Gallura, the mid-1800s. The feud between the Vasa and Mamia families – historically documented – is causing bloodshed in the region. Bastiano Tansu, a deaf-mute since birth, is one of its protagonists. Mistreated and marginalized since his childhood, after his brother Michele was murdered he joined forces with one of the two leaders of the factions, Pietro Vasa, and put at his service his fury and his amazing aim, becoming a highly feared assassin. The State and the Church try to stem the wave of terror and only after more than 70 deaths, the peace of Aggius arrives. At first, Bastiano finds peace in his love for a pastor's daughter, but in a violent and superstitious world that already labeled him the devil's son when he was just a boy, someone like him cannot be found innocent. Thus, he chooses to confront his own destiny.
(Turin, 1982) graduated in 2005 in modern art history. His origins are from Umbria and Gallura and during his years at university, he worked as a skipper and sailing instructor in the Maddalena archipelago. He then graduated in narrative techniques from the Holden School, where he has been teaching since 2007. He is one of the founding partners of a small, Turin-based production company, Epica Film.
Il muto di Galllura (2021).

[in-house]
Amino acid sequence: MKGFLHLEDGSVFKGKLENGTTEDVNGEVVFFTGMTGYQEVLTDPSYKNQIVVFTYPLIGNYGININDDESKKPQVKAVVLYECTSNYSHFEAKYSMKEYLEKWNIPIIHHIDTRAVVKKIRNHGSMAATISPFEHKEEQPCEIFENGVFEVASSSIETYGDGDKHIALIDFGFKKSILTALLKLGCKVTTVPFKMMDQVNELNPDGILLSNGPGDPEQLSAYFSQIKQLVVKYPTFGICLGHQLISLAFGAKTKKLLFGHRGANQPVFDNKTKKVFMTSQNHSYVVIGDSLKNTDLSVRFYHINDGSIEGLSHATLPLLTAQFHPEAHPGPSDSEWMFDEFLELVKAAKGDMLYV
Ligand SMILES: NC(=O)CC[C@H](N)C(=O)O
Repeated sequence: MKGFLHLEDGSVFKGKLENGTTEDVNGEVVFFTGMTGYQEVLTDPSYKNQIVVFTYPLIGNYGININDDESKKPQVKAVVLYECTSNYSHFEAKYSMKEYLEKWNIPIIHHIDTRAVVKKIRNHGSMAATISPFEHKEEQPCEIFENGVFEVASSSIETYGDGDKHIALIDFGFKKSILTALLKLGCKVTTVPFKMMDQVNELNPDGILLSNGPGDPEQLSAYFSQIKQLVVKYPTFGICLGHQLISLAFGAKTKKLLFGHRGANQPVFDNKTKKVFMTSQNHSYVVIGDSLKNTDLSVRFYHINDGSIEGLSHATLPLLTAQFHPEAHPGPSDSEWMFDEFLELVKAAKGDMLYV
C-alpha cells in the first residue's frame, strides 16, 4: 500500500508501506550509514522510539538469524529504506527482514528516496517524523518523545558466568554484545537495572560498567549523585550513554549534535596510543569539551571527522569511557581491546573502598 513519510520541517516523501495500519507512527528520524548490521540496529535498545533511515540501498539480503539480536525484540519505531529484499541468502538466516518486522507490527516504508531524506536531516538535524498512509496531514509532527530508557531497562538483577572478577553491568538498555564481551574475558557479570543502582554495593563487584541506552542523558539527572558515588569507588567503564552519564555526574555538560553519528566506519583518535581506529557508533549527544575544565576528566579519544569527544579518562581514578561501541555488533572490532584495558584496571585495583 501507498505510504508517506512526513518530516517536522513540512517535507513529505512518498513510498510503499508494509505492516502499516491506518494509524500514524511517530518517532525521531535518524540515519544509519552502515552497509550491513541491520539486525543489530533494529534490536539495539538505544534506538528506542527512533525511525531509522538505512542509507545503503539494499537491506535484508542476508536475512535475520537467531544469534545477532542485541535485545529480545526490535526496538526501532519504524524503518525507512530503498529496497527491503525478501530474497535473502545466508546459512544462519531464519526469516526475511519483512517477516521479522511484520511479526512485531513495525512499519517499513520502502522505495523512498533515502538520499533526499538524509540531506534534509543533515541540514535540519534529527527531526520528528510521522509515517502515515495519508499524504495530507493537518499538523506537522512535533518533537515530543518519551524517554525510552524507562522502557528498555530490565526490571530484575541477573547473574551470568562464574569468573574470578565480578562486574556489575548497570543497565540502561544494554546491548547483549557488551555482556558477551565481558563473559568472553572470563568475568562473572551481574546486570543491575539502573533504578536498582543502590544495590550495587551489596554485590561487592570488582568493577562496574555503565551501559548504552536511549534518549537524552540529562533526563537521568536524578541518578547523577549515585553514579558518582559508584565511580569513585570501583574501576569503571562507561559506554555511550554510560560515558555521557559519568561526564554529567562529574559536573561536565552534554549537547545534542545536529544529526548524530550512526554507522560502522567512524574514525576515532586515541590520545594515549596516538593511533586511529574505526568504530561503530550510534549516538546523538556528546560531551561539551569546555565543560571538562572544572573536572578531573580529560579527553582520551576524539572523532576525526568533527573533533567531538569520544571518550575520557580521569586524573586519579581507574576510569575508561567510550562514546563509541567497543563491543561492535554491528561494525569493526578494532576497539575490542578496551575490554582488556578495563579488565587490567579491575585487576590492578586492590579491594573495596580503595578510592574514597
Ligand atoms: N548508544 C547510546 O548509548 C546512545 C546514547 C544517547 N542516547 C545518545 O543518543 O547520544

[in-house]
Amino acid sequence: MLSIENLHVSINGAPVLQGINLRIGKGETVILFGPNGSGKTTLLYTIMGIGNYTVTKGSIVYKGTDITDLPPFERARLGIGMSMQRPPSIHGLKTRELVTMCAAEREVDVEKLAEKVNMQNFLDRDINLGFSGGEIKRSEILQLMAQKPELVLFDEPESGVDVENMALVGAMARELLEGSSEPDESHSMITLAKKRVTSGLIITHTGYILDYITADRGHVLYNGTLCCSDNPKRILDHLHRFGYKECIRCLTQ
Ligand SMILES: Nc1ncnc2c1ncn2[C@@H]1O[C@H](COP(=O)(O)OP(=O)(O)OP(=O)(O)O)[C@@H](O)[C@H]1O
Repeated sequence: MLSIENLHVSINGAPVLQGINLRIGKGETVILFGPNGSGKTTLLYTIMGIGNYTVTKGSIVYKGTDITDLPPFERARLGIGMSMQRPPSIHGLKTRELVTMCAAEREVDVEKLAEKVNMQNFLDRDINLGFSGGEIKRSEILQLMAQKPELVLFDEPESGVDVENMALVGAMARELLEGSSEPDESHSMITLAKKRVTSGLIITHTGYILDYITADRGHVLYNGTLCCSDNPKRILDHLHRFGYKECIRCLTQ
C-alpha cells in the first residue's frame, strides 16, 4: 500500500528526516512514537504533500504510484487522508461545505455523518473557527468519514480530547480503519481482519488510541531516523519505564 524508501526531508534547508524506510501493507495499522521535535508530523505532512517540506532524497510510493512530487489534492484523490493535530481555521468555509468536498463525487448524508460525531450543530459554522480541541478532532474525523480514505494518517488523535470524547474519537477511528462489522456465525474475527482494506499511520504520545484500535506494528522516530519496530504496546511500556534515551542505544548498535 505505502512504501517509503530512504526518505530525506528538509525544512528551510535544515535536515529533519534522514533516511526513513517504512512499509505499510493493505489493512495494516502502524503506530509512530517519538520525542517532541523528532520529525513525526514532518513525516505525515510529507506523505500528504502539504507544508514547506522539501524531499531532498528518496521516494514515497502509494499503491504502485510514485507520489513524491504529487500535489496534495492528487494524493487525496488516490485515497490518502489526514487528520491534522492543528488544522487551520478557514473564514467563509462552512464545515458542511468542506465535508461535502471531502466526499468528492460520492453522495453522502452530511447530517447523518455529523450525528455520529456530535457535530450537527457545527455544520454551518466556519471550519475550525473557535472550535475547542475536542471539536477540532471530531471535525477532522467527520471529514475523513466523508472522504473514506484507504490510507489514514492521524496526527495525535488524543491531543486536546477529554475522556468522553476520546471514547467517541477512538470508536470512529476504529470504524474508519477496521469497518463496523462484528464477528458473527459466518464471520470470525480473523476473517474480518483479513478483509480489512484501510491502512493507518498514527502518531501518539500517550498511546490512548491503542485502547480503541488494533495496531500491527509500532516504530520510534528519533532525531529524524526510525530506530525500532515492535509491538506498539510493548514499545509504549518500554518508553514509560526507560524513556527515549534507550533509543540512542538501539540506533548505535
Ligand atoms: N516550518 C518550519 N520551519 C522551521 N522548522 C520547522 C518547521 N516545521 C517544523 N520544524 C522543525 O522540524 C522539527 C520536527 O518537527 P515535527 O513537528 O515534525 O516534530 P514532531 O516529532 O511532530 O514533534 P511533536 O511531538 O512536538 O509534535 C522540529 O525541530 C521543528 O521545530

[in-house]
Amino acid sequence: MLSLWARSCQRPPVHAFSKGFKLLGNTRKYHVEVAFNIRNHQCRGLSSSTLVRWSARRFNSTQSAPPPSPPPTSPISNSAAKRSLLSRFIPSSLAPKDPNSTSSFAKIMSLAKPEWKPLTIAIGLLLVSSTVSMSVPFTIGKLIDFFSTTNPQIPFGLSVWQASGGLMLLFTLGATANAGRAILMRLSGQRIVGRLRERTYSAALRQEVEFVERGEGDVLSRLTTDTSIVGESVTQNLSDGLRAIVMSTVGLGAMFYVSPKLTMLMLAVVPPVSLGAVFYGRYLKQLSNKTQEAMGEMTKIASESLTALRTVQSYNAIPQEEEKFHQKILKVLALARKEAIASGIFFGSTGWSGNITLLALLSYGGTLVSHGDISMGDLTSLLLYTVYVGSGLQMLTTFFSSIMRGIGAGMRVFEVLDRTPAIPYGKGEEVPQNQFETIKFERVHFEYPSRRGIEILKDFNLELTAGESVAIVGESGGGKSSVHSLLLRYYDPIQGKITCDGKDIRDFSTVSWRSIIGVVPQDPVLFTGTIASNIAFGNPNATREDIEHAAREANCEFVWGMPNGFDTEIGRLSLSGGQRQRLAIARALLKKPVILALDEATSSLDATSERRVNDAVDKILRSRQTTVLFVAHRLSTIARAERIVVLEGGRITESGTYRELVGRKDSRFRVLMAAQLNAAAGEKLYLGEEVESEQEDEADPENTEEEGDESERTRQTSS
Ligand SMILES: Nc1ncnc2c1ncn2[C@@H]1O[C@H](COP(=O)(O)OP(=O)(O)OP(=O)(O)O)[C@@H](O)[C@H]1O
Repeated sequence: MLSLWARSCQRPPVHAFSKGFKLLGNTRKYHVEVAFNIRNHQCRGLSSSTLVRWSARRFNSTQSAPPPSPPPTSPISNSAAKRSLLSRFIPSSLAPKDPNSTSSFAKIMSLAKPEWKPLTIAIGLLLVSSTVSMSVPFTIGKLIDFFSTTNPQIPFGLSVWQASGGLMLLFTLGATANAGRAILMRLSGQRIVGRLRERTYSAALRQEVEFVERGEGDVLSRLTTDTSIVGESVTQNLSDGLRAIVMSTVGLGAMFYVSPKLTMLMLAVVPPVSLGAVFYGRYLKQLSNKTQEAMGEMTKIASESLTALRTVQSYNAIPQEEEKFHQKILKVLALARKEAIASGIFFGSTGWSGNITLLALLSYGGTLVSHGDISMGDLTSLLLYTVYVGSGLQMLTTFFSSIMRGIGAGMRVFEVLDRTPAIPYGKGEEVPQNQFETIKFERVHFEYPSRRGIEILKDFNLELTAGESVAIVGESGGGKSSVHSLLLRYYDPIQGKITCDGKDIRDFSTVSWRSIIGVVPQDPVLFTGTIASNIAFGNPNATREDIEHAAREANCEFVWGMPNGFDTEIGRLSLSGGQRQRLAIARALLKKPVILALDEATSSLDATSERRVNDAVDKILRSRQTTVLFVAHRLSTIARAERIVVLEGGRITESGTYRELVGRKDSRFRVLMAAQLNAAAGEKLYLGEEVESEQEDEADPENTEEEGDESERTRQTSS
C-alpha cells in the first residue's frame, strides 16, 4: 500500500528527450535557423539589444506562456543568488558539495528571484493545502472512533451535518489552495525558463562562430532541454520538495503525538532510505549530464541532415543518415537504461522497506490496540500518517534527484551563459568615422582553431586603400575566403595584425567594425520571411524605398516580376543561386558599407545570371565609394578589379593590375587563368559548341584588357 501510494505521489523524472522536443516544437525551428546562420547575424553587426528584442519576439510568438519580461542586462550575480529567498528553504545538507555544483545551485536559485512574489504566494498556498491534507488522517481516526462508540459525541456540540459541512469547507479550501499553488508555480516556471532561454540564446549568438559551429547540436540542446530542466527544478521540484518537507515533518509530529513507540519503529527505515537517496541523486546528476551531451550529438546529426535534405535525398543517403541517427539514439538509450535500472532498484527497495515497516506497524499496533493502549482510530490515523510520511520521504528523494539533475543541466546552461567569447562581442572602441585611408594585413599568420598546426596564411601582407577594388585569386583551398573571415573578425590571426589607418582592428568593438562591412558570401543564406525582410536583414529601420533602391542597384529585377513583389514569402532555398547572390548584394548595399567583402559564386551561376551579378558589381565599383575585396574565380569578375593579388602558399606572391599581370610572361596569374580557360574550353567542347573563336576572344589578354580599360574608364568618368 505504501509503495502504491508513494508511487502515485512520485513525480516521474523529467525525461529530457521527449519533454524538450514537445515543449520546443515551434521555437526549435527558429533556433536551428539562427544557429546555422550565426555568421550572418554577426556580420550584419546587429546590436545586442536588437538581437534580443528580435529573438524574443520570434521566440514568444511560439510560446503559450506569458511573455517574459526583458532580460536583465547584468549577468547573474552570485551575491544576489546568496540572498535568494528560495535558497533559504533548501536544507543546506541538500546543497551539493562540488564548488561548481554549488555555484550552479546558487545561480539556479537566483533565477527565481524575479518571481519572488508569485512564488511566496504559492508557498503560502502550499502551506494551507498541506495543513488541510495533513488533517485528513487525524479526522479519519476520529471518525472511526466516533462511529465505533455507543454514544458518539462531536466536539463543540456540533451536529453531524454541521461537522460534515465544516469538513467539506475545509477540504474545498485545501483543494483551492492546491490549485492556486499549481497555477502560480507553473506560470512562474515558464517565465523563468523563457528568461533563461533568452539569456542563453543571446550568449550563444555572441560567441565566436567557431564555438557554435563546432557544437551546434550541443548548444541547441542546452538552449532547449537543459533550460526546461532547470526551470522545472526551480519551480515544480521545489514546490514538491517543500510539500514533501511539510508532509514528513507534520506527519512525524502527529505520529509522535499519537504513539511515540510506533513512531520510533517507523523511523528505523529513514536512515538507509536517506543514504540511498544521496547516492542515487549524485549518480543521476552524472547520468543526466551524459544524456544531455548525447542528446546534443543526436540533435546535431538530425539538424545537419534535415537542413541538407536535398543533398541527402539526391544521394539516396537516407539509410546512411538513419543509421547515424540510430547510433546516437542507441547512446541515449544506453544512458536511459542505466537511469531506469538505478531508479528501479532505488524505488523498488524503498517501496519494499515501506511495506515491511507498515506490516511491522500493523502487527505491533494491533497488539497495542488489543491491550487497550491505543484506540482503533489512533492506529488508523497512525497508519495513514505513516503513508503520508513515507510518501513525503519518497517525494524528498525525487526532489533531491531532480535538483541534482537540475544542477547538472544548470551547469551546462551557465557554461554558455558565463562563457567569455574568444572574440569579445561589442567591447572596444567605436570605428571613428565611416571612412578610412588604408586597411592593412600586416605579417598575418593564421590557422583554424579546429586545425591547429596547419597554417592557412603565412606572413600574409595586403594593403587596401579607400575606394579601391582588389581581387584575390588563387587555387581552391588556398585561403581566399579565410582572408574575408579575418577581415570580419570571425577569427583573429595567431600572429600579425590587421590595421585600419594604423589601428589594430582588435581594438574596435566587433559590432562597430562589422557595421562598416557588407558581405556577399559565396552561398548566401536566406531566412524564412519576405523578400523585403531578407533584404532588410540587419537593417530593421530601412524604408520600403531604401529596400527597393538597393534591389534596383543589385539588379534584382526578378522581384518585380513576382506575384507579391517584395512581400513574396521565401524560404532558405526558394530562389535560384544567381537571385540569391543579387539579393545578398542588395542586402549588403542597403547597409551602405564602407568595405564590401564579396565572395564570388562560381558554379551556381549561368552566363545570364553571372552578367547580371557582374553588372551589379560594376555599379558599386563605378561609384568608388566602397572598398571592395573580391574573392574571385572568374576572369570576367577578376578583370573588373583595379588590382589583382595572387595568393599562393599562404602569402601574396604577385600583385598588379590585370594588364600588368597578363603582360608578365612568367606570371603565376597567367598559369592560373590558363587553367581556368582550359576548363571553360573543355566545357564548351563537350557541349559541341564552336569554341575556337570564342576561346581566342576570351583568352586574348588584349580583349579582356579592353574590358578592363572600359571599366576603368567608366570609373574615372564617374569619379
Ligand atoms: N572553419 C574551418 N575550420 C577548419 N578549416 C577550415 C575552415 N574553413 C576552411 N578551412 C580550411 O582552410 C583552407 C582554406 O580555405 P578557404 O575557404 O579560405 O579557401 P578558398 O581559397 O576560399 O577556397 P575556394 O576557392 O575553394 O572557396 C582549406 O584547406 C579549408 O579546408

“I want to tell this story because I believe that, basically, all of us have felt a bit like Bastiano Tansu: we have had trouble communicating our feelings and our needs; we have followed rules we don't understand; we have looked first-hand at the pain of a loss and we have felt alone. We thought that love could save us from ourselves. And we were proved wrong. Il muto di Gallura recounts the specific weight of an archaic and suspended world, the archetypal theater of human tribulations. The real story, this feud between the Vasa and Mamia families, slipped into legend thanks to Bastiano Tansu, a deaf man who was unable to communicate with words. His ferocity, his gentle soul, his infallible aim, his impossible love for a pastor's daughter, were brought together in a book by Enrico Costa a few years after the actual events occurred, conferring historical dignity on the legend.”
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